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British Study: 80% of Extremists not ‘Lone Wolves’ | ASHARQ AL-AWSAT English Archive 2005 -2017
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Police forces clear police tape off at Russell Square in London. AP

London-A 1,000-page study of the origins of British Islamists, 18 months in the making and obtained by The Sunday Times, has exposed a clear link between terrorist crimes and growing up in a predominantly Muslim area.

It also disclosed that women’s involvement in Islamist- inspired terrorism has increased three times over the same period.

The report scours court transcripts, media reports and hundreds of other sources to bring together for the first time information on who are the actual Britain’s Islamist terrorists.

It covers all 269 individual convictions or suicide bombings and all the nearly 400 offences involved, from the very first in 1998 to the beginning of last year.

It asks: where did the terrorists come from? What influenced them? What kind of neighborhoods and areas they grew up in?

Stabbings or threats to behead have also increased, from just four incidents in 1998-2010 to 12 since, and now form almost half of attack-related convictions.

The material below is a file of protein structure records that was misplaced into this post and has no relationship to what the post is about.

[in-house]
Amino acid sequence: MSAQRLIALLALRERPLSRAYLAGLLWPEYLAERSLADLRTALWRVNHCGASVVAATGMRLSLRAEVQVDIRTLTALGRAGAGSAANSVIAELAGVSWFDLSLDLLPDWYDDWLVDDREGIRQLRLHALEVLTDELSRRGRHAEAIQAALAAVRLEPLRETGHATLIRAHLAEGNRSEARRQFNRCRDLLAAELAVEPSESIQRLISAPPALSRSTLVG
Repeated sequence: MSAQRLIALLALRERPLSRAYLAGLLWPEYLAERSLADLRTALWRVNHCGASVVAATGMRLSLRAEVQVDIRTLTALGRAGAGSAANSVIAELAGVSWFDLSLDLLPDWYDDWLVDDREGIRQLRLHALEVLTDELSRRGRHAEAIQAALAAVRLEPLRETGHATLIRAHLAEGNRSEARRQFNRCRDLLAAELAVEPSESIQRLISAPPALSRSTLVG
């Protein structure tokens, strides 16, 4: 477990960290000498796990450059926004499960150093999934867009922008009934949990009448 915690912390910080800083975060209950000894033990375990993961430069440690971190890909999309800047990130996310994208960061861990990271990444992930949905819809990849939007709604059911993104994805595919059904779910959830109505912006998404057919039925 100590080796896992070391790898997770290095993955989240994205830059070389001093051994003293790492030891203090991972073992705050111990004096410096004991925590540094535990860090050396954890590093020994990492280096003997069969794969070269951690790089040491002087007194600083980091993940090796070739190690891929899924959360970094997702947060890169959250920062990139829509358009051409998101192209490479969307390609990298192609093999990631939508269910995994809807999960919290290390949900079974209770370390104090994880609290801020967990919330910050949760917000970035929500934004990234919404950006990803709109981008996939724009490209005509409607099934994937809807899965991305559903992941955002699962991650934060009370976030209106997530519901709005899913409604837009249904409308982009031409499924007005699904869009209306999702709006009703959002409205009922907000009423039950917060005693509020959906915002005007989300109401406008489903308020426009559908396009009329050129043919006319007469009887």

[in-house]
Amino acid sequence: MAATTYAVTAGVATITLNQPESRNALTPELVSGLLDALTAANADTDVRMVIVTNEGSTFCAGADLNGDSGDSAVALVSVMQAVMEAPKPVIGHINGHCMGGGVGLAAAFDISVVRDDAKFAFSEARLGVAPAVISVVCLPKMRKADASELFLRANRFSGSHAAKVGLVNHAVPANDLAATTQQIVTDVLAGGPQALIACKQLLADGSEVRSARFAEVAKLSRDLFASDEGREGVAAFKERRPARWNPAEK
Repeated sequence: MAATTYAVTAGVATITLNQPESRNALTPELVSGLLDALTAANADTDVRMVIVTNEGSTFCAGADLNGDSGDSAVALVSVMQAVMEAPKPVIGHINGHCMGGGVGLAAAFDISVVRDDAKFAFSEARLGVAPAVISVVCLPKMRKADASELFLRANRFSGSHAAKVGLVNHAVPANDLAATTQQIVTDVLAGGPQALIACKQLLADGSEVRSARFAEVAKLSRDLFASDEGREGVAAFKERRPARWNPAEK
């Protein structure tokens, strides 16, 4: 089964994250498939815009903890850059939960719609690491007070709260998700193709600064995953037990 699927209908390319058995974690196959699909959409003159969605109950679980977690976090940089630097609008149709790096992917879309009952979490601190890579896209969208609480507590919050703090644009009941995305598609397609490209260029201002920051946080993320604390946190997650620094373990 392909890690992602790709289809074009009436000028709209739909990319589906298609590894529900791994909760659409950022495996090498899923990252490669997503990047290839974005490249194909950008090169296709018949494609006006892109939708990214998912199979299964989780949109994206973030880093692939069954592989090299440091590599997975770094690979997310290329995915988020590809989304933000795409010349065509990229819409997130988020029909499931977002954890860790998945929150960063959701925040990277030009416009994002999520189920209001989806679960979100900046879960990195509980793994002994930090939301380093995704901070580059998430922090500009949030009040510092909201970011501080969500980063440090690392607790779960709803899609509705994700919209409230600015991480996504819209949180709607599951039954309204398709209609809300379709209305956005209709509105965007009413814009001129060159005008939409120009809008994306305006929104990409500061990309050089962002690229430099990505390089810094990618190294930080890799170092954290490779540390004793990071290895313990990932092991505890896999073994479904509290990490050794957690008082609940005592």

The study dismissed claims that attacks are committed by “lone wolves” as only 28 of the 269 acted alone while three quarters of those whose household status was known, lived with their families.

Almost 80% were affiliated to, inspired by, directed by or linked to extremist networks.

The study also raised concerns of segregation within Britain’s Muslim communities as a tenth of all Islamist terrorists come from just five areas in Birmingham.

Deprivation is a major factor in radicalization, according to the study, contrary to the belief that middle-class educated youths are prone to it.

Birmingham, with 234,000 Muslims, has a total of 39 convicted terrorists.

This is more than the whole of West Yorkshire, Greater Manchester and Lancashire regions put together, even though their Muslim population is 650,000, nearly three times that of Birmingham’s.

Just five of Britain’s 9,500 council wards all in Birmingham account for 26 terrorists, a tenth of the national total.

“This study identifies some significant new challenges for the authorities, including keeping track of a new generation of terrorists. I hope it will also tackle some of the myths that are prevalent in this area,” the author of the report, Hannah Stuart told the newspaper.

Among her findings is the revelation of some geographical clusters of terrorism in the UK which do not necessarily correlate simply to areas with a high Muslim population.